‘Howard Freeman (2)’ appears on one of the Firefox browser window tabs and, along with the other seven or so tabs, constitutes a small but growing and ornery press corps at 6:30 this morning.

The ‘(2),’ I learn when I click on it, indicates that on Facebook I have a Friend Request waiting (that’s good, as long as it’s not one of the always-slender women from Eastern Europe whom I don’t know, who appear to be photographed with a 1970s Polaroid, and have only male friends and no mutual friends with me—I can only surmise they found me because I listed Darren Aronofsky as one of my favorite movie directors) and also a comment added to something I’ve written—a news item I posted to my Wall, or piggybacking my comment somewhere else…or whatever. Some notice of some thing (if ever there was a good use of that word that all English teachers mark off points for use of) that warrants a number on the display in front of me that requires attention now. The hand from the press corps crowd is sticking up, or rather down—from the menu bar.

But wait! There! On the icons in the dock (some of them doing the put-your-left-hip-in Hokie Pokie out from the screen’s edge to warn me that I have forgotten some thing), and on my iPhone, my life consists of responding to white numbers in red circles. They all tell me I am running late.

Other tabs include my Chase Bank account (which I’ve set to send alerts to my mobile phone if certain things happen, so now I can be warned from several directions and with several tech indicators at once—as though I am Helen Keller and need a strobe, tone, and shifting parquet floor to get my attention), my work email (on which I now respond to a concerned message instead of continuing coffee with the First Lady, who was sitting contentedly on the couch next to me but now turns to her iPad. She plays ‘Godfinger,’ a game where she controls little Wii-looking figures who all do what she says and ‘worship’ her, accumulating her ‘Awe’ in the lower right corner…I have no such currency), my Google calendar (whose full window, with unabashed seniority, itself occasionally pops open in front of any other open window to remind me of an event happening now, much like Helen Thomas, whose diminutive frame—short and wide like the tab—doesn’t limit her from making her agenda known to the 6’2” men around her and to her primary audience, the man facing her…the powerful man in front of her who must listen, patiently, and then, patiently, respond. With a finger he could silence her, but he doesn’t. She is, after all, Helen Thomas, and she is the media. With a finger, he could play ‘Godfinger,’ the way the First Lady still is; he could fling her like a Wii character upwards of 340 metres across the White House compound landing her somewhere on Pennsylvania Avenue and she would go back to farming, and worship him, and give him Awe…but instead all his fingers rest on his keyboard—like a podium—which has become the place of finding a false equilibrium and foundation rather than dominion or even dominance.).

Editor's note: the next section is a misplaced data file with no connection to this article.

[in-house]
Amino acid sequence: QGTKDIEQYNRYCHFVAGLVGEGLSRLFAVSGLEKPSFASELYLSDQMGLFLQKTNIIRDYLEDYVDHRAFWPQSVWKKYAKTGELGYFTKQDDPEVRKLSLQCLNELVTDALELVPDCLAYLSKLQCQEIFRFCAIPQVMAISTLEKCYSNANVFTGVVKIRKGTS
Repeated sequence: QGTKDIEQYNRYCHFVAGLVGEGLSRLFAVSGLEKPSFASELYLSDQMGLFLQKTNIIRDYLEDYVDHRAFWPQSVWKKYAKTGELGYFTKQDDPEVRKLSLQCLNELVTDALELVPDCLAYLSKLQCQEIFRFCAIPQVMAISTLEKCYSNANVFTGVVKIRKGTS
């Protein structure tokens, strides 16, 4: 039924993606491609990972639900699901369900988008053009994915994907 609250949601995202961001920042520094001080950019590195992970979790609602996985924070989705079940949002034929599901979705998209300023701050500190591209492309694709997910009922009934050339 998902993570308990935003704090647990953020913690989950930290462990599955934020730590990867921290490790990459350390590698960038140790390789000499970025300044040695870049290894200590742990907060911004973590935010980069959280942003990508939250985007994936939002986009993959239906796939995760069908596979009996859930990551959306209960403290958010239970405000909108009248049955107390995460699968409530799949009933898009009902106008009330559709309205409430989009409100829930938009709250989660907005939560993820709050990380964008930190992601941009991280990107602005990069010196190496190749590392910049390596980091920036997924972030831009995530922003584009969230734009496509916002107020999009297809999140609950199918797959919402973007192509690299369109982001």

Speaking of Google, Reader is on another tab. I avoid looking at that grey rectangle, knowing that the lecture hall found on its window will only lure me in to discussions that will never end. I do care that Bill Gates wants to overhaul America’s schools, but it’s not something I have time for. I need to get dressed in twenty minutes. I spot a snippet from Arts & Letters Daily, my favorite news aggregator, that ‘Economic and scientific innovation helped propel the West past the East around 1770. So did Islam. Timur Kuran explains….MORE,’ where the last word is hyperlinked. It would be so…easy…to just click that four-letter word and learn from Timur about the innovation that Islam helped propel 240 years ago. I didn’t know about this! And If I don’t read all this stuff, I won’t be like the editors who put together these aggregators, like Denis Dutton of Arts & Letters, or even Matt Drudge, or Mr. Reader himself. But I have to get dressed in 19 minutes. BBC News has ‘1000+’ unread items. Same with Christian Science Monitor. Prior to a 2008 trip to Asia, I had signed up for the South China Morning Post to get familiarized with the issues. Now, this paper’s three feeds I subscribe to (I had a choice of so many more!)—Business, Property, and Hong Kong—remind me that we are no longer on such great speaking terms, and the relationship is strained. Among the three, there are 1378 unread items. The last time I actually went through and looked at news items, I read one or two and marked the rest ‘as read,’ summarily dismissing the collective work of approximately fifteen thousand man-hours of journalism. (Could have been more; not sure.) If I read each item from SCMP in summary fashion—using the Reader feature of scrolling down the headlines, which move from bold to roman after a couple seconds hovering over each, I can cover perhaps a few hundred of them in an hour. It would be the ‘receiving line’ of getting re-acquainted: working the rope and shaking hands long enough to smile and wink and let them know I have not deleted them without acknowledging their fleeting existence.